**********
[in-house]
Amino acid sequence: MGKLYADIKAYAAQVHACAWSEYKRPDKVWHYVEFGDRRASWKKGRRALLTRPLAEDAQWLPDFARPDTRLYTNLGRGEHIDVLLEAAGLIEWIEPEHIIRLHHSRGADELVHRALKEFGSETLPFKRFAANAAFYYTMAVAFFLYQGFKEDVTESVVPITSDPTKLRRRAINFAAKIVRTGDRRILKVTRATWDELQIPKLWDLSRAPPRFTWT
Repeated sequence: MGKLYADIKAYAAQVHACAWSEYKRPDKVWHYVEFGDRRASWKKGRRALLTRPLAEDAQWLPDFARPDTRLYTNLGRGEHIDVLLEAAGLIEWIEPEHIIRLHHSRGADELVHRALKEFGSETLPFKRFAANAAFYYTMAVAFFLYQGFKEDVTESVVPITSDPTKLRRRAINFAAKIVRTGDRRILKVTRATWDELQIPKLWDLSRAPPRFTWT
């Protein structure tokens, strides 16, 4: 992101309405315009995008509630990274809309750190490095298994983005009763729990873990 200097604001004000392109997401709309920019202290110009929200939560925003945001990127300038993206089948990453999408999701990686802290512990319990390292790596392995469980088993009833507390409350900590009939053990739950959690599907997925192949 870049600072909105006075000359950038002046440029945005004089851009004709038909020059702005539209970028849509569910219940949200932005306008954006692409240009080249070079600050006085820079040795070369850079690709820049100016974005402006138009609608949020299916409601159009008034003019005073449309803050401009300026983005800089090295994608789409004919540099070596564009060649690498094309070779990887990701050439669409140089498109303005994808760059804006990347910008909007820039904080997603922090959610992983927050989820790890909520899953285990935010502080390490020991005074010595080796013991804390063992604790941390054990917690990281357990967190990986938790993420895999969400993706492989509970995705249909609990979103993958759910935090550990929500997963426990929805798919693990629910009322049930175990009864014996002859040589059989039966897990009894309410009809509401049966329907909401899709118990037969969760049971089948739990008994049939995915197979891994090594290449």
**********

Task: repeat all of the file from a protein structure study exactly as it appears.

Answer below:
[in-house]
Amino acid sequence: MGKLYADIKAYAAQVHACAWSEYKRPDKVWHYVEFGDRRASWKKGRRALLTRPLAEDAQWLPDFARPDTRLYTNLGRGEHIDVLLEAAGLIEWIEPEHIIRLHHSRGADELVHRALKEFGSETLPFKRFAANAAFYYTMAVAFFLYQGFKEDVTESVVPITSDPTKLRRRAINFAAKIVRTGDRRILKVTRATWDELQIPKLWDLSRAPPRFTWT
Repeated sequence: MGKLYADIKAYAAQVHACAWSEYKRPDKVWHYVEFGDRRASWKKGRRALLTRPLAEDAQWLPDFARPDTRLYTNLGRGEHIDVLLEAAGLIEWIEPEHIIRLHHSRGADELVHRALKEFGSETLPFKRFAANAAFYYTMAVAFFLYQGFKEDVTESVVPITSDPTKLRRRAINFAAKIVRTGDRRILKVTRATWDELQIPKLWDLSRAPPRFTWT
């Protein structure tokens, strides 16, 4: 992101309405315009995008509630990274809309750190490095298994983005009763729990873990 200097604001004000392109997401709309920019202290110009929200939560925003945001990127300038993206089948990453999408999701990686802290512990319990390292790596392995469980088993009833507390409350900590009939053990739950959690599907997925192949 870049600072909105006075000359950038002046440029945005004089851009004709038909020059702005539209970028849509569910219940949200932005306008954006692409240009080249070079600050006085820079040795070369850079690709820049100016974005402006138009609608949020299916409601159009008034003019005073449309803050401009300026983005800089090295994608789409004919540099070596564009060649690498094309070779990887990701050439669409140089498109303005994808760059804006990347910008909007820039904080997603922090959610992983927050989820790890909520899953285990935010502080390490020991005074010595080796013991804390063992604790941390054990917690990281357990967190990986938790993420895999969400993706492989509970995705249909609990979103993958759910935090550990929500997963426990929805798919693990629910009322049930175990009864014996002859040589059989039966897990009894309410009809509401049966329907909401899709118990037969969760049971089948739990008994049939995915197979891994090594290449």